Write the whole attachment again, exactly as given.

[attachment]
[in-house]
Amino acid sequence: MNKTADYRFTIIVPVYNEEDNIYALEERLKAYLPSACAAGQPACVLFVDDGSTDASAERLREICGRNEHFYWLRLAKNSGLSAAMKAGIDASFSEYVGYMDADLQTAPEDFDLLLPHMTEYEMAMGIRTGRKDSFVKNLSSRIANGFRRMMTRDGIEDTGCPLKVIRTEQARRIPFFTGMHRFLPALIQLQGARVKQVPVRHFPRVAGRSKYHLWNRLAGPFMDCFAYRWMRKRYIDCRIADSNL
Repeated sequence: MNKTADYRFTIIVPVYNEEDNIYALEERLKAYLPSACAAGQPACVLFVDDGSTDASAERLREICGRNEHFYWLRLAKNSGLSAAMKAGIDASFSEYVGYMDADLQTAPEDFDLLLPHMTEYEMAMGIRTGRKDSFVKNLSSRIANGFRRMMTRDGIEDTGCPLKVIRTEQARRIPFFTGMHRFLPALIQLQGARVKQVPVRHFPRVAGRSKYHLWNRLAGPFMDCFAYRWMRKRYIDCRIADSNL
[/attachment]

[in-house]
Amino acid sequence: MNKTADYRFTIIVPVYNEEDNIYALEERLKAYLPSACAAGQPACVLFVDDGSTDASAERLREICGRNEHFYWLRLAKNSGLSAAMKAGIDASFSEYVGYMDADLQTAPEDFDLLLPHMTEYEMAMGIRTGRKDSFVKNLSSRIANGFRRMMTRDGIEDTGCPLKVIRTEQARRIPFFTGMHRFLPALIQLQGARVKQVPVRHFPRVAGRSKYHLWNRLAGPFMDCFAYRWMRKRYIDCRIADSNL
Repeated sequence: MNKTADYRFTIIVPVYNEEDNIYALEERLKAYLPSACAAGQPACVLFVDDGSTDASAERLREICGRNEHFYWLRLAKNSGLSAAMKAGIDASFSEYVGYMDADLQTAPEDFDLLLPHMTEYEMAMGIRTGRKDSFVKNLSSRIANGFRRMMTRDGIEDTGCPLKVIRTEQARRIPFFTGMHRFLPALIQLQGARVKQVPVRHFPRVAGRSKYHLWNRLAGPFMDCFAYRWMRKRYIDCRIADSNL